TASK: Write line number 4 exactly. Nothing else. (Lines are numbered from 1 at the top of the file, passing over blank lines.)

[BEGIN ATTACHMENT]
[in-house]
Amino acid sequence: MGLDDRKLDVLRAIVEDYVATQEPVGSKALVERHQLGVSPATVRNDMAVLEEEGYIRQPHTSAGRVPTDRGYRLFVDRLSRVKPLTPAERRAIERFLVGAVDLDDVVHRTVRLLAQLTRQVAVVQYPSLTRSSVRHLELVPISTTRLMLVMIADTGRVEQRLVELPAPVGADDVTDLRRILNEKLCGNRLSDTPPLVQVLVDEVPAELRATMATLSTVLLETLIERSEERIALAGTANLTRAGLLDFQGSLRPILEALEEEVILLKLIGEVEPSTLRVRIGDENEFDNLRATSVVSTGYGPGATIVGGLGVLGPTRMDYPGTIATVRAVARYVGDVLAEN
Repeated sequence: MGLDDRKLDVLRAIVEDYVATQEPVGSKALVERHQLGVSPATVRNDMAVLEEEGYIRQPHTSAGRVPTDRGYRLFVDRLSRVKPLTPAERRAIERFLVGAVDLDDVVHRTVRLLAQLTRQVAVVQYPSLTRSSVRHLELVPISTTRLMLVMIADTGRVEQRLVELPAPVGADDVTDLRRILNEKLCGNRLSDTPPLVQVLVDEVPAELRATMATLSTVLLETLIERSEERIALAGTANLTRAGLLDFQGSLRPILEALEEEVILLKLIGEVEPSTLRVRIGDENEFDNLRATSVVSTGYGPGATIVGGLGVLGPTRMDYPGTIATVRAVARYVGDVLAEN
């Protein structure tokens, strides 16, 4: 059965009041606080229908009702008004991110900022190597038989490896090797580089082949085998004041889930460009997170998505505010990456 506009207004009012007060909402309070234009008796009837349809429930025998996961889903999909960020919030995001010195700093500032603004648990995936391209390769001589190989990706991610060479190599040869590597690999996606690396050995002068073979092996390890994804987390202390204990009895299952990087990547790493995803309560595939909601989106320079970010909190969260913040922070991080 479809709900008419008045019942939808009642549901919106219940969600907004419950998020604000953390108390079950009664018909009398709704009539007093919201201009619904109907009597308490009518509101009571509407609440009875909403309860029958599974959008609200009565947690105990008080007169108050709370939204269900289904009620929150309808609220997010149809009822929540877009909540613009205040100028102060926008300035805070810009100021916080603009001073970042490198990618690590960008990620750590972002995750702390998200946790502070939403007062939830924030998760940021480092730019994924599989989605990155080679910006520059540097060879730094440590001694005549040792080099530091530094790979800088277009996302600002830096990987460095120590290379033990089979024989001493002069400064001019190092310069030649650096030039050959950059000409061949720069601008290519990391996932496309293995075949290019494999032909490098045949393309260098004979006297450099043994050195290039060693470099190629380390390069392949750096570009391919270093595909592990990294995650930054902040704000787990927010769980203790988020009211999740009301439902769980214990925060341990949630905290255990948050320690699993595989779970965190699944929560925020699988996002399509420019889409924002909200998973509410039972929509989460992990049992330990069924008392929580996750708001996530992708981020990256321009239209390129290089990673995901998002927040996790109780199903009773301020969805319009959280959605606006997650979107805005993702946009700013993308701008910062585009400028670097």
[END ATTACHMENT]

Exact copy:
């Protein structure tokens, strides 16, 4: 059965009041606080229908009702008004991110900022190597038989490896090797580089082949085998004041889930460009997170998505505010990456 506009207004009012007060909402309070234009008796009837349809429930025998996961889903999909960020919030995001010195700093500032603004648990995936391209390769001589190989990706991610060479190599040869590597690999996606690396050995002068073979092996390890994804987390202390204990009895299952990087990547790493995803309560595939909601989106320079970010909190969260913040922070991080 479809709900008419008045019942939808009642549901919106219940969600907004419950998020604000953390108390079950009664018909009398709704009539007093919201201009619904109907009597308490009518509101009571509407609440009875909403309860029958599974959008609200009565947690105990008080007169108050709370939204269900289904009620929150309808609220997010149809009822929540877009909540613009205040100028102060926008300035805070810009100021916080603009001073970042490198990618690590960008990620750590972002995750702390998200946790502070939403007062939830924030998760940021480092730019994924599989989605990155080679910006520059540097060879730094440590001694005549040792080099530091530094790979800088277009996302600002830096990987460095120590290379033990089979024989001493002069400064001019190092310069030649650096030039050959950059000409061949720069601008290519990391996932496309293995075949290019494999032909490098045949393309260098004979006297450099043994050195290039060693470099190629380390390069392949750096570009391919270093595909592990990294995650930054902040704000787990927010769980203790988020009211999740009301439902769980214990925060341990949630905290255990948050320690699993595989779970965190699944929560925020699988996002399509420019889409924002909200998973509410039972929509989460992990049992330990069924008392929580996750708001996530992708981020990256321009239209390129290089990673995901998002927040996790109780199903009773301020969805319009959280959605606006997650979107805005993702946009700013993308701008910062585009400028670097």